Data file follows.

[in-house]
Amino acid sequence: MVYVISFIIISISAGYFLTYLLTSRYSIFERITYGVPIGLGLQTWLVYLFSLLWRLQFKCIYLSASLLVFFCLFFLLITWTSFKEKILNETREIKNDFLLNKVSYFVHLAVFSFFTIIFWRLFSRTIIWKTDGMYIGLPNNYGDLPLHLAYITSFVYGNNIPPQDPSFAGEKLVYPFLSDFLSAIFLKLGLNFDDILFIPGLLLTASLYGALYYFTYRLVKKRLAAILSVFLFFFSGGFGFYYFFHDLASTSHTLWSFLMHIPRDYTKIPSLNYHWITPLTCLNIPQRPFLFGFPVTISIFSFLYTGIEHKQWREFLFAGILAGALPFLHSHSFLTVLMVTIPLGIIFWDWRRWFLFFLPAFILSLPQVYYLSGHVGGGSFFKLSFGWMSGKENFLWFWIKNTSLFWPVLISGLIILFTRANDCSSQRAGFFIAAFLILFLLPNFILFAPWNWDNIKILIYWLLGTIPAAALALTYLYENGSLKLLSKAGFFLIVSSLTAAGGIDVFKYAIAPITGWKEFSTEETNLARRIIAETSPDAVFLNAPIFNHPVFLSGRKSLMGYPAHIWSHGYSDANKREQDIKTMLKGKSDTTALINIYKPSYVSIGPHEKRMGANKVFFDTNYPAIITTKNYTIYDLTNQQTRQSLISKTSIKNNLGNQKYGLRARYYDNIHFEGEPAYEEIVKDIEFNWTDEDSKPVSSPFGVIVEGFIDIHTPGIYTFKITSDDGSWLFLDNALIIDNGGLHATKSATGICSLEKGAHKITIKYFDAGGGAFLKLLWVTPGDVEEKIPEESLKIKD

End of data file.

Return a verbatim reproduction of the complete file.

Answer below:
[in-house]
Amino acid sequence: MVYVISFIIISISAGYFLTYLLTSRYSIFERITYGVPIGLGLQTWLVYLFSLLWRLQFKCIYLSASLLVFFCLFFLLITWTSFKEKILNETREIKNDFLLNKVSYFVHLAVFSFFTIIFWRLFSRTIIWKTDGMYIGLPNNYGDLPLHLAYITSFVYGNNIPPQDPSFAGEKLVYPFLSDFLSAIFLKLGLNFDDILFIPGLLLTASLYGALYYFTYRLVKKRLAAILSVFLFFFSGGFGFYYFFHDLASTSHTLWSFLMHIPRDYTKIPSLNYHWITPLTCLNIPQRPFLFGFPVTISIFSFLYTGIEHKQWREFLFAGILAGALPFLHSHSFLTVLMVTIPLGIIFWDWRRWFLFFLPAFILSLPQVYYLSGHVGGGSFFKLSFGWMSGKENFLWFWIKNTSLFWPVLISGLIILFTRANDCSSQRAGFFIAAFLILFLLPNFILFAPWNWDNIKILIYWLLGTIPAAALALTYLYENGSLKLLSKAGFFLIVSSLTAAGGIDVFKYAIAPITGWKEFSTEETNLARRIIAETSPDAVFLNAPIFNHPVFLSGRKSLMGYPAHIWSHGYSDANKREQDIKTMLKGKSDTTALINIYKPSYVSIGPHEKRMGANKVFFDTNYPAIITTKNYTIYDLTNQQTRQSLISKTSIKNNLGNQKYGLRARYYDNIHFEGEPAYEEIVKDIEFNWTDEDSKPVSSPFGVIVEGFIDIHTPGIYTFKITSDDGSWLFLDNALIIDNGGLHATKSATGICSLEKGAHKITIKYFDAGGGAFLKLLWVTPGDVEEKIPEESLKIKD